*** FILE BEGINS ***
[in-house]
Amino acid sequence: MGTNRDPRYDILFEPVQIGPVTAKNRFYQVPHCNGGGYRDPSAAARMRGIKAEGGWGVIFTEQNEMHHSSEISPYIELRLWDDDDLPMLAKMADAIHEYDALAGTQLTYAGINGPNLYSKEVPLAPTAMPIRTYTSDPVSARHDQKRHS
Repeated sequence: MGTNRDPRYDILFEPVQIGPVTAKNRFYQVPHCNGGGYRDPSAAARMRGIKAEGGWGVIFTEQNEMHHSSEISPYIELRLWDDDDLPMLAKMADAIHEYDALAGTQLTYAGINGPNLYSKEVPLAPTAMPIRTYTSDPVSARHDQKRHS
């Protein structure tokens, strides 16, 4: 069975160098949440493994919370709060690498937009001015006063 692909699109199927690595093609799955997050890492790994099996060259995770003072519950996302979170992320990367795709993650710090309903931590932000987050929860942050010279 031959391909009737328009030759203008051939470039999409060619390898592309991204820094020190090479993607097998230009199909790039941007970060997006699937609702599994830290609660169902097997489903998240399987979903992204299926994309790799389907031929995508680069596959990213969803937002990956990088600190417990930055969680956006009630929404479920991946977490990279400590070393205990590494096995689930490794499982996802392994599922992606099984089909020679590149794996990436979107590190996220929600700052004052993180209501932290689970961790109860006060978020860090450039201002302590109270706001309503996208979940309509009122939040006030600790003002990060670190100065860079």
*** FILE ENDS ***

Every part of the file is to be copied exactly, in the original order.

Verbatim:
[in-house]
Amino acid sequence: MGTNRDPRYDILFEPVQIGPVTAKNRFYQVPHCNGGGYRDPSAAARMRGIKAEGGWGVIFTEQNEMHHSSEISPYIELRLWDDDDLPMLAKMADAIHEYDALAGTQLTYAGINGPNLYSKEVPLAPTAMPIRTYTSDPVSARHDQKRHS
Repeated sequence: MGTNRDPRYDILFEPVQIGPVTAKNRFYQVPHCNGGGYRDPSAAARMRGIKAEGGWGVIFTEQNEMHHSSEISPYIELRLWDDDDLPMLAKMADAIHEYDALAGTQLTYAGINGPNLYSKEVPLAPTAMPIRTYTSDPVSARHDQKRHS
């Protein structure tokens, strides 16, 4: 069975160098949440493994919370709060690498937009001015006063 692909699109199927690595093609799955997050890492790994099996060259995770003072519950996302979170992320990367795709993650710090309903931590932000987050929860942050010279 031959391909009737328009030759203008051939470039999409060619390898592309991204820094020190090479993607097998230009199909790039941007970060997006699937609702599994830290609660169902097997489903998240399987979903992204299926994309790799389907031929995508680069596959990213969803937002990956990088600190417990930055969680956006009630929404479920991946977490990279400590070393205990590494096995689930490794499982996802392994599922992606099984089909020679590149794996990436979107590190996220929600700052004052993180209501932290689970961790109860006060978020860090450039201002302590109270706001309503996208979940309509009122939040006030600790003002990060670190100065860079």